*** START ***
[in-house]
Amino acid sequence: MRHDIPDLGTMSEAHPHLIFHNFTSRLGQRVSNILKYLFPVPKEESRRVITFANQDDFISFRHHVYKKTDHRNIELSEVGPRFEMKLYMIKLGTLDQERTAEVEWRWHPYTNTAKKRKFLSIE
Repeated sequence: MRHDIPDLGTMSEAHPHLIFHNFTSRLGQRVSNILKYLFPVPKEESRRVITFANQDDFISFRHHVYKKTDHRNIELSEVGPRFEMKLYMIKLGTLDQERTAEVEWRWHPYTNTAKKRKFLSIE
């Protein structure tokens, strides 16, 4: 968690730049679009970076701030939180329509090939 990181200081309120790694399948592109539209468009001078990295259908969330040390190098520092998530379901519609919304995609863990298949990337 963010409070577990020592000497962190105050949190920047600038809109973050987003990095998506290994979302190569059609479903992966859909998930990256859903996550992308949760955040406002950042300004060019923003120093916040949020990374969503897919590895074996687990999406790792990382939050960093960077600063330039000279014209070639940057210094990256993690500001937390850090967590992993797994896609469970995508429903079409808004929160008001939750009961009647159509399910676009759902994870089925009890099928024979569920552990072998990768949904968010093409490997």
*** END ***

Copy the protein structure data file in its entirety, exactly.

[in-house]
Amino acid sequence: MRHDIPDLGTMSEAHPHLIFHNFTSRLGQRVSNILKYLFPVPKEESRRVITFANQDDFISFRHHVYKKTDHRNIELSEVGPRFEMKLYMIKLGTLDQERTAEVEWRWHPYTNTAKKRKFLSIE
Repeated sequence: MRHDIPDLGTMSEAHPHLIFHNFTSRLGQRVSNILKYLFPVPKEESRRVITFANQDDFISFRHHVYKKTDHRNIELSEVGPRFEMKLYMIKLGTLDQERTAEVEWRWHPYTNTAKKRKFLSIE
């Protein structure tokens, strides 16, 4: 968690730049679009970076701030939180329509090939 990181200081309120790694399948592109539209468009001078990295259908969330040390190098520092998530379901519609919304995609863990298949990337 963010409070577990020592000497962190105050949190920047600038809109973050987003990095998506290994979302190569059609479903992966859909998930990256859903996550992308949760955040406002950042300004060019923003120093916040949020990374969503897919590895074996687990999406790792990382939050960093960077600063330039000279014209070639940057210094990256993690500001937390850090967590992993797994896609469970995508429903079409808004929160008001939750009961009647159509399910676009759902994870089925009890099928024979569920552990072998990768949904968010093409490997």